There could be a potential banking crisis as landlords will have no income for nine months and banks could have a serious funding issue.
Today (29 September) is the quarter day on which landlords will be sending out rent demands for the next quarter for October – December to tenants in offices, shops, restaurants and other commercial properties.
It is estimated that as many as 25% of office occupiers, and 40% of restaurants and shops will ignore these demands. Landlords can do nothing to enforce payment due to the Government’s ‘eviction ban’ that was introduced in March 2020 and now extends to the end of the year.
Most landlords finance the acquisition of and improvements to their properties by bank loans. This includes covenants relating to the value of the property and the ratio of the rental income to the interest.
When signing these loan agreements no one anticipated that the Government would legalise squatting in these properties by removing all rights of the Landlord to enforce payment of rent due.
The December 2020 financial statements of the Banks will make sad reading, with provisions for non-recoverable loans advanced to businesses such as retailers and restaurant chains, as well as landlords who have been forced by the Government into a position where they have no income for nine months. The new banking names who have appeared in the last ten years – our ‘challenger banks’ – may have serious funding issues to address as a result. Does the Government have plans to address this potential banking crisis?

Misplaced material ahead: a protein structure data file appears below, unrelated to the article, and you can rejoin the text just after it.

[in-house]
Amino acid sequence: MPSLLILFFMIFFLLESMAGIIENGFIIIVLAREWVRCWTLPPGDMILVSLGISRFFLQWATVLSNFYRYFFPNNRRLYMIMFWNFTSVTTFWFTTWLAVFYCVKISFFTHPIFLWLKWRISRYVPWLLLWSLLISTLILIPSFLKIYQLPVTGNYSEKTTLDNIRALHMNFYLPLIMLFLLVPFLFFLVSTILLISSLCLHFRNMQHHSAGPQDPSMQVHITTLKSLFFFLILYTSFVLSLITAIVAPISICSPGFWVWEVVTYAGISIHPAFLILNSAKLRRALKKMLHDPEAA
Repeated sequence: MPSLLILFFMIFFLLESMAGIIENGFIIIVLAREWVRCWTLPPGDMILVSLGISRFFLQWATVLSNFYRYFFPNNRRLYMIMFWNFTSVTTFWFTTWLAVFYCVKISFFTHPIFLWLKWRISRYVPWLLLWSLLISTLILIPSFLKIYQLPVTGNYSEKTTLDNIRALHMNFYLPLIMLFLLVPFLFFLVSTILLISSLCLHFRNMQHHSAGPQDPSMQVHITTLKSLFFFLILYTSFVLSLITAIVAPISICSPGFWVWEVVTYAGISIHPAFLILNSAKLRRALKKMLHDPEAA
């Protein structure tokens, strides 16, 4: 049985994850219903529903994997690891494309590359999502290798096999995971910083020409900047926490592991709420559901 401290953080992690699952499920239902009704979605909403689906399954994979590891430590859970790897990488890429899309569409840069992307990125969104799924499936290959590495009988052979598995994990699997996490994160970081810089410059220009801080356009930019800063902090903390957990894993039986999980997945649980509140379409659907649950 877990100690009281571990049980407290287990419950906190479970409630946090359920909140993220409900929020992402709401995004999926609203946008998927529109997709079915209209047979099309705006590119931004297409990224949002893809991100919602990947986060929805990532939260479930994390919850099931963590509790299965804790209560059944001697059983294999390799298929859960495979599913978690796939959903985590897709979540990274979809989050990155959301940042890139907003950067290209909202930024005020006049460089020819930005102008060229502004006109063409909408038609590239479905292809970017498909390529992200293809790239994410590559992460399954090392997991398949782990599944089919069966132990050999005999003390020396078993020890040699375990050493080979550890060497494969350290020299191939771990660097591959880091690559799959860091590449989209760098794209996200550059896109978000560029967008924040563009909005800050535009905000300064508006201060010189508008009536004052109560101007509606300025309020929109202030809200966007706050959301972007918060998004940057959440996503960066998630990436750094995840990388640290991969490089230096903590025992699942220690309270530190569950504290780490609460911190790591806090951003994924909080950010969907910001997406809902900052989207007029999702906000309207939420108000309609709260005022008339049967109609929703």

The other key sector that is suffering is our pensions industry. Many large pension funds invest in commercial property, either through shares in listed property groups such as British Land and Land Securities, or through direct ownership. The rents collected fund a significant proportion of pensions paid.
Has the Government considered the impact of a notice to pensioners in 2021 that pensions cannot be paid due to the non-payment of rent by tenants over the last nine months?